Chances are, if you’ve heard of Novi Sad, Serbia, it’s because of Exit music festival or a Danube River cruise. Beyond beats and boats, though, this small Balkan city is definitely worthy of a visit in its own right.
Serbia, in general, often gets overlooked in favor of its trendy Balkan neighbor, Croatia, or Hungary and Austria to the north. But for travelers seeking memorable moments, friendly people and authentic European experiences (with smaller crowds), Serbia deserves a spot on your bucket list.
Like the rest of Serbia, Novi Sad lies at a crossroads of history and culture. In centuries past, the region has been occupied and fought over by the Ottoman and Austro-Hungarian empires, leading to a mix of religions, cuisines, language nuances and cultures. Today the feel is classic European meets bohemian meets laid-back fun.
Looking for things to do in Novi Sad? Here are five experiences you can’t miss.
Related: Why Belgrade Should Be on Your Europe Bucket List
Wander the Charming Old Town
Who doesn’t love colorful buildings, stunning facades, hidden courtyards, tiny alleyways, and all things charming about European cities? Novi Sad brings all the magic without the massive crowds. Don’t get me wrong, there are still touristy parts, and a few swells of river cruise traffic, but nothing compared to neighboring countries.
Catch the View from Petrovaradin Fortress
EXIT music festival goers are no stranger to Petrovaradin Fortress since it’s the location of the event. Even if you’re not a music or history buff, the fort should definitely be on your list of things to do in Novi Sad, if simply for the views alone.
Head to the top of the fortress for stunning vistas of the surrounding city and the Danube River. Then round out your visit with a stroll through the art galleries, restaurants and underground catacombs. Make sure you stay for the sunset!
Sunbathe With Locals at Štrand Beach
If you visit in summer, head to Štrand beach for a dip in the Danube and sunbathing in the sand. Chill with locals during the day, or get active with biking and watersports. Then stay for the live music and raves that pump all night.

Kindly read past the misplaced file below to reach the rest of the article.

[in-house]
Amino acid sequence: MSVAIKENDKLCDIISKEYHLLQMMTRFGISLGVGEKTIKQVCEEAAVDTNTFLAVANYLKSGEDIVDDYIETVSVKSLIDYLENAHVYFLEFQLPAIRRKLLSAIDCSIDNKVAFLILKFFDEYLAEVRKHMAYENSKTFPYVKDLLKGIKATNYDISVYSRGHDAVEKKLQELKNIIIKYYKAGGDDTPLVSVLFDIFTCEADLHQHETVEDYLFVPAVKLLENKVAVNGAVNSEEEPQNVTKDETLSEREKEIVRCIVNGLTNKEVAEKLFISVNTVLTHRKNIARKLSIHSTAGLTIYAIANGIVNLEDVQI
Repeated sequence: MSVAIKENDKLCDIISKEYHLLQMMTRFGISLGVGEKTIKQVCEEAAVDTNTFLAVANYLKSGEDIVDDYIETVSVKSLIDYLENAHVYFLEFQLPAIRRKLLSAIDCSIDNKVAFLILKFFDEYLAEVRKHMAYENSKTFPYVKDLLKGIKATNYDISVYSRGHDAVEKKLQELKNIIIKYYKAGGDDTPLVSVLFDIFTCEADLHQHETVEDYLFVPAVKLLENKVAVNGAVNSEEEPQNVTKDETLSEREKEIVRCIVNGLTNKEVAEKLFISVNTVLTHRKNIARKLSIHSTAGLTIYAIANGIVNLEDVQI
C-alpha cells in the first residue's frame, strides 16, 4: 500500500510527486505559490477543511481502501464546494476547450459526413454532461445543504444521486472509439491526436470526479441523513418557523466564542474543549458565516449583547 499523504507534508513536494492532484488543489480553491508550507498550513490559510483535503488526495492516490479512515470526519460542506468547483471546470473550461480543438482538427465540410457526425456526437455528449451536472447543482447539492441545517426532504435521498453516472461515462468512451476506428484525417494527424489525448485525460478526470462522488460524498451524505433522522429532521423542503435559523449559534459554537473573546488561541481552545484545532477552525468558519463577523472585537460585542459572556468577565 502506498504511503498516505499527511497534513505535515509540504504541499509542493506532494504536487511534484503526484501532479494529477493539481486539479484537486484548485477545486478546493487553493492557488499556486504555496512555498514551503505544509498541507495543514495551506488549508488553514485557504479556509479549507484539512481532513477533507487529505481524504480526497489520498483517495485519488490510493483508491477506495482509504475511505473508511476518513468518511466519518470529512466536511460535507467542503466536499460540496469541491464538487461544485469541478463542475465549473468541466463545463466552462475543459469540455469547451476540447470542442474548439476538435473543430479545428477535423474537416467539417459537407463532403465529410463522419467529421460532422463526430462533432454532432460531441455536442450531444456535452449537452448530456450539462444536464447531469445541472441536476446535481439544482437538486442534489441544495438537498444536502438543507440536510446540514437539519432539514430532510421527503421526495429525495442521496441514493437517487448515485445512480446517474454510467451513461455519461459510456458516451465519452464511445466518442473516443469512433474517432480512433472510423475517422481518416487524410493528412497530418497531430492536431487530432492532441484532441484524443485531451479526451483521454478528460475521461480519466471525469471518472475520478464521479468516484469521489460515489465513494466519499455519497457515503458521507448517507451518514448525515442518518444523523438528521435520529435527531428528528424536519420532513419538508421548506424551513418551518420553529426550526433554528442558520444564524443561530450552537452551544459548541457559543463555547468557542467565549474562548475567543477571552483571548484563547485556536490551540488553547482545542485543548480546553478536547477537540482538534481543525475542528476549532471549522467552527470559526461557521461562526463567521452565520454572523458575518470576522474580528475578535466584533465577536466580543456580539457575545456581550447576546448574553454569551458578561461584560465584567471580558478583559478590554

Image by Danilo Krnjaić from Pixabay
Take a Day Trip to Wine Country
Wineries and vineyards might not be the first thing on your mind when you think of Serbia, but it would be a mistake to miss its wine country. Just outside of Novi Sad, you’ll find picturesque beauty, skiing, countryside escapes, historic towns and of course, lovely wine in the area surrounding the Fruška Gora mountain.
Have a nice dinner and taste the local wine at Vinska Kuca Kovacevic restaurant and winery. Get the wine + food pairing menu and have a taste of it all. Then leave with a bottle of the region’s specialty wine, Bermet, a sweet dessert wine macerated with 20 different herbs and spices.
While you’re exploring, don’t miss the quaint town of Sremski Karlovci. In addition to wine, it’s known for its historical significance as the place where the peace treaty was signed ending the war between Austria and Turkey in 1699. The town became an enclave for intellectuals and artists, and that vibe can still can be felt today.
Party (If That’s Your Thing)
Serbia’s capital, Belgrade, has quite the reputation of being a party city, and while Novi Sad is smaller, it also goes big in the nightlife department. In classic Serbian fashion, you can check out the floating nightclubs, or splavovi, along the south shore of Ribarsko Ostrvo. Or head to the pedestrian-only Laze Telečkog street in the Old Town for its cluster of popular bars. Warning: smoking is legal anywhere in Serbia, so unless you like smelling like an ashtray, look for outdoor spots.
There are so many charming things to do in Novi Sad. It’s one of those places that seems so liveable, with a laid-back vibe, lively cafe culture, plenty of outdoorsy activities and friendly people. Give this city a well-deserved spot on your must-visit list.
Related: Best Places to Eat and Drink in Belgrade (According to Locals)
Last summer I went to Novi Sad for Exit, and stayed there for one week. Slept at a small an cosy place called Prenociste Dvoriste, and managed to see all of the places you wrote about in your article.
Hope to go there again next year. Novi Sad is a great city for young people.
Katie Levatic says
Great to hear. I really enjoyed Novi Sad too!